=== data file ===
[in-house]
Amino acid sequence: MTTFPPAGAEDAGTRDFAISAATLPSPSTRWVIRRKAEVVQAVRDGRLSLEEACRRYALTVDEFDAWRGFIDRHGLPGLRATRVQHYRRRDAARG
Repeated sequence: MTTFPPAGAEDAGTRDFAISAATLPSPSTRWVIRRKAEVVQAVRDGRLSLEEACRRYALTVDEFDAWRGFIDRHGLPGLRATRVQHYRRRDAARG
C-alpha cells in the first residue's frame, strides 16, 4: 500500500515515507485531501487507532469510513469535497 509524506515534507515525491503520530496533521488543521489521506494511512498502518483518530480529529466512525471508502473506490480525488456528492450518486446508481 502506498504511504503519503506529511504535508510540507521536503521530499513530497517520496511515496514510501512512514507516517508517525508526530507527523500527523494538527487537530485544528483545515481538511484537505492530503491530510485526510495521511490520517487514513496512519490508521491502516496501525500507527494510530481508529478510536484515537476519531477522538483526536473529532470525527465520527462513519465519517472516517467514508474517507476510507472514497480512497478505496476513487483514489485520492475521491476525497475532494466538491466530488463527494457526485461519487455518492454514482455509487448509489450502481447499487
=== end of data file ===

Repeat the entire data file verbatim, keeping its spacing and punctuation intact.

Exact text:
[in-house]
Amino acid sequence: MTTFPPAGAEDAGTRDFAISAATLPSPSTRWVIRRKAEVVQAVRDGRLSLEEACRRYALTVDEFDAWRGFIDRHGLPGLRATRVQHYRRRDAARG
Repeated sequence: MTTFPPAGAEDAGTRDFAISAATLPSPSTRWVIRRKAEVVQAVRDGRLSLEEACRRYALTVDEFDAWRGFIDRHGLPGLRATRVQHYRRRDAARG
C-alpha cells in the first residue's frame, strides 16, 4: 500500500515515507485531501487507532469510513469535497 509524506515534507515525491503520530496533521488543521489521506494511512498502518483518530480529529466512525471508502473506490480525488456528492450518486446508481 502506498504511504503519503506529511504535508510540507521536503521530499513530497517520496511515496514510501512512514507516517508517525508526530507527523500527523494538527487537530485544528483545515481538511484537505492530503491530510485526510495521511490520517487514513496512519490508521491502516496501525500507527494510530481508529478510536484515537476519531477522538483526536473529532470525527465520527462513519465519517472516517467514508474517507476510507472514497480512497478505496476513487483514489485520492475521491476525497475532494466538491466530488463527494457526485461519487455518492454514482455509487448509489450502481447499487